No one can agree on the origin of the Nebuta Matsuri. However, some believe the nebuta floats were invented by General Sakanoue-no-Tamuramaro in the 800’s, when his army created these gruesome creatures from cloth and bamboo to scare away the enemy. As time passed, the size, shapes, and colors of the lanterns evolved into what’s seen at the present day Aomori Nebuta Matsuri. However, while historians cannot agree on the origins of the festival, no one can argue with the fact it is one of the most memorable and visually impressive festivals in Japan.
Locals in Aomori will spend the entire year constructing the enormous nebuta floats. Unlike typical parade floats, the Nebuta Matsuri floats are 15 to 30 feet tall, made of fragile washi paper, hand-designed wire and a bamboo frame. Floats typically depict Japanese gods, historical figures, kabuki actors, and mythological beings. As a finishing touch, hundreds of light bulbs are weaved throughout the floats, illuminating the parade with amazing colors. The Nebuta Matsuri is lit up with every color imaginable. By day the nebuta floats are impressive, but by night they are absolutely breathtaking.
The best part of this festival is not necessarily the intricate floats, nor the taiko drums, dancers, or musicians. It is the audience participation. Onlookers, regardless of their age or ability, are allowed to participate in the festival, dancing around the hand-pulled floats and chanting “rassera,” a nonsensical phrase only seen during the Nebuta Matsuri. Anyone who is wearing a traditional haneto dancing costume is invited to join in the parade. Some costumes are passed from generation to generation, but they can also be purchased throughout the prefecture for 10,000 yen or rented along the processional route during the parades for 4,000 yen.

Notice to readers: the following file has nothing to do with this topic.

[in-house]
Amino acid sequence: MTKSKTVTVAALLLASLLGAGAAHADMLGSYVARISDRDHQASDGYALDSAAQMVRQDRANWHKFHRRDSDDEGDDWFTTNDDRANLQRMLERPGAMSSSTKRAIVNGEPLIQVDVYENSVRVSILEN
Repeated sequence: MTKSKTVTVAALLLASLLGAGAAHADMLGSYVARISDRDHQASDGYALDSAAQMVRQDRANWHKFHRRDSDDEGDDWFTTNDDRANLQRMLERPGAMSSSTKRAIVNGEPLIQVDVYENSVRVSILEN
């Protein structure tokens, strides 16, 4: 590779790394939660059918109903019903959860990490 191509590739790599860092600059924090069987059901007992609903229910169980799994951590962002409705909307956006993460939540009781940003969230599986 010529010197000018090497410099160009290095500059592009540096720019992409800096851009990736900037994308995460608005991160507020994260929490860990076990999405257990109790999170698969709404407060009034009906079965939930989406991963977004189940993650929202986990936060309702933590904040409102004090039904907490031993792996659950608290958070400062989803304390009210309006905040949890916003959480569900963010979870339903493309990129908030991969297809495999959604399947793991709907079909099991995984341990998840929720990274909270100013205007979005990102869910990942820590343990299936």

There are three types of nebuta floats listed in order of grandeur; the children’s nebuta, the regional nebuta, and the local organization’s nebuta. For the first two days of the festival, from August 2nd to 3rd, only the smaller nebuta, often pulled by children, are paraded throughout the city. Because of their size, it is impractical to showcase the largest nebuta floats for the full seven days. These multistory creations require immense strength to move, and therefore are only displayed from August 4th to 7th.
While it is a festival drawing an average of 3 million people, the Nebuta Matsuri is also a competition. Each year the best floats are recognized, and on the evening of the sixth day, the top three floats are transported to ships in Aomori harbor to cruise along the bay.
However, as a tourist, you do not need to worry about the competition. You can just enjoy the festival food, haunting flute music, dancing, and brilliantly lit floats. Try getting some close-up pictures of the gorgeous, three dimensional nebuta floats. Also, if you are feeling adventuresome, trying renting out a costume and dancing alongside your favorite float. Very few other festivals in Japan allow this level of audience participation.